Plugged In exists to shine a light on the world of popular entertainment while giving you and your family the essential tools you need to understand, navigate and impact the culture in which we live. Through reviews, articles and discussions, we want to spark intellectual thought, spiritual growth and a desire to follow the command of Colossians 2:8: "See to it that no one takes you captive through hollow and deceptive philosophy, which depends on human tradition and the basic principles of this world rather than on Christ."


Family uses Plugged In as a ‘significant compass’

"I am at a loss for words to adequately express how much it means to my husband and me to know that there is an organization like Focus that is rooting for us. Just today I was reading Psalm 37 and thinking about how your ministry provides ways to 'dwell in the land and enjoy safe pasture.' We have two teenagers and an 8-year-old in our household...Plugged In has become a significant compass for our family. All three of our kids are dedicated to their walk with Christ but they still encounter challenges. Thanks for all of your research and persistence in helping us navigate through stormy waters."

Plugged In helps college student stand-up for his belief

"Thanks for the great job you do in posting movie and television reviews online. I’m a college freshman and I recently had a confrontational disagreement with my English professor regarding an R-rated film. It is her favorite movie and she wanted to show it in class. I went to your Web site to research the film’s content. Although I had not seen the movie myself, I was able to make an educated argument against it based on the concerns you outlined. The prof said that she was impressed by my stand and decided to poll the whole class and give us a choice. We overwhelmingly voted to watch a G-rated movie instead! I’ve learned that I can trust your site and I will be using it a lot in the future.”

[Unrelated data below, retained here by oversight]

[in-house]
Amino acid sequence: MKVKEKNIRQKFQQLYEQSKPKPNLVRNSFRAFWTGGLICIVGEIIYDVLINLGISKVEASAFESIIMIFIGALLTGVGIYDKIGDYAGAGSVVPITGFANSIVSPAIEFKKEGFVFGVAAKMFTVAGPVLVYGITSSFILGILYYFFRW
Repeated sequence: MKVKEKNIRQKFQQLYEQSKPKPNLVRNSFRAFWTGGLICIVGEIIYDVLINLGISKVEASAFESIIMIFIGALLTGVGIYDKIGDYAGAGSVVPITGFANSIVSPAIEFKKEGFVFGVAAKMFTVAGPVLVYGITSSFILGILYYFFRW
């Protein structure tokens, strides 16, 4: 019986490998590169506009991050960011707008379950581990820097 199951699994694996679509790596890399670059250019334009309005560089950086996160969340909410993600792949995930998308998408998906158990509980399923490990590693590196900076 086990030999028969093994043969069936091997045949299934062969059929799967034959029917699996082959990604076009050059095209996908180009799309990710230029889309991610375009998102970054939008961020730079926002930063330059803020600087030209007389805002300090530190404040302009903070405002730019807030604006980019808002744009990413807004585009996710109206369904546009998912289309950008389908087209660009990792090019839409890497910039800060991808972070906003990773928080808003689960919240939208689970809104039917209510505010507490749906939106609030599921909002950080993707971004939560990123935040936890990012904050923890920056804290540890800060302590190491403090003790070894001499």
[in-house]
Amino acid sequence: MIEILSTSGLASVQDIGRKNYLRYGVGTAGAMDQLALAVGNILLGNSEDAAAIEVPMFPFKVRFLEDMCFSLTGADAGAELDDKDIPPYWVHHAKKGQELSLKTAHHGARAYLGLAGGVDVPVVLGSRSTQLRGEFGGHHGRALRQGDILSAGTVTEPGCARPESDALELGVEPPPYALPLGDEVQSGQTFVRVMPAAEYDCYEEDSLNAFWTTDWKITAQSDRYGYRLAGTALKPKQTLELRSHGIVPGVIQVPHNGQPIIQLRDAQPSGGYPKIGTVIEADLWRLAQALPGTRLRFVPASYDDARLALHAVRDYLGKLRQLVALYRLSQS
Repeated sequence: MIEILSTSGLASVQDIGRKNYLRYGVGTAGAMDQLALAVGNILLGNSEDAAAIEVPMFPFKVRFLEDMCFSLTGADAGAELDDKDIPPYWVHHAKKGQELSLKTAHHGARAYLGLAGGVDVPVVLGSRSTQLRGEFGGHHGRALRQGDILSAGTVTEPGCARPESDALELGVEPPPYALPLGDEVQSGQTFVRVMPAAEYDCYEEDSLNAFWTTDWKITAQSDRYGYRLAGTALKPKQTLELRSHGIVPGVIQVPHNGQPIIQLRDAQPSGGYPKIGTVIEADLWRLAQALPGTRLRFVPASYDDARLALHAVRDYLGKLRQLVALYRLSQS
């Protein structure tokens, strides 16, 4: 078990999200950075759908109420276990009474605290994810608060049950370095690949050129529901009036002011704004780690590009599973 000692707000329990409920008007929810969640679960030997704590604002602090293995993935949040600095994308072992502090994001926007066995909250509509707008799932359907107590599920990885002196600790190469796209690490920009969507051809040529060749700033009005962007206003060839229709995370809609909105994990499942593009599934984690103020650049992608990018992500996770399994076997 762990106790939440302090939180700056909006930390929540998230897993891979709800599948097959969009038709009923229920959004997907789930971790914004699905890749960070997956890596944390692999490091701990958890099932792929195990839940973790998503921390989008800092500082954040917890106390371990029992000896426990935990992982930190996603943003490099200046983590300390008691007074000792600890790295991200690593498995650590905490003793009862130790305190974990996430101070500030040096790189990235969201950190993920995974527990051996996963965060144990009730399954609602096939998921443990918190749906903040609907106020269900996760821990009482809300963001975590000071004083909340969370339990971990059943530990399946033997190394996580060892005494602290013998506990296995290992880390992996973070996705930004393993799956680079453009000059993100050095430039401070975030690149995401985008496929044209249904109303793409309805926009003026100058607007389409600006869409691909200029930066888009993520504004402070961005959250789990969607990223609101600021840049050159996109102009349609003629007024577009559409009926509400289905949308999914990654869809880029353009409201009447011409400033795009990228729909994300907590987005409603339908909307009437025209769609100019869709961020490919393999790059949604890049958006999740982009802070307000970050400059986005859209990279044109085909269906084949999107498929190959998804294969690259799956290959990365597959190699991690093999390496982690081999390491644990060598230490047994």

Plugged In brings ‘Sanity and Order’ to Non-believer

“Even though I don’t consider myself a Christian, I find your Plugged In Web site useful and thought-provoking. No one reviews movies like you do. Instead of being judgmental, you put entertainment ‘on trial.’ After presenting the evidence, you allow the jury of your readers to decide for themselves what they should do. In my opinion, you bring sanity and order to the wild world of modern day entertainment. Keep up the good work!”

Mom thinks Plugged In is the ‘BEST Christian media review site’

"Our family doesn't go to the movies until we go online and check out your assessment of a given film. I think this is the BEST Christian media review website that I've found, and I recommend it to my family and friends. Keep up the good work!"


Our hope is that whether you're a parent, youth leader or teen, the information and tools at Plugged In will help you and your family make appropriate media decisions. We are privileged to do the work we do, and are continually thankful for the generosity and support from you, our loyal readers, listeners and friends.

We hope this review was both interesting and useful. Please share it with family and friends who would benefit from it as well.

Book Review

The Ring of Rocamadour by Michael D. Beil has been reviewed by Focus on the Family’s marriage and parenting magazine. It is the first book in "The Red Blazer Girls" series.

Positive Elements

Spiritual Content

Sexual Content

Violent Content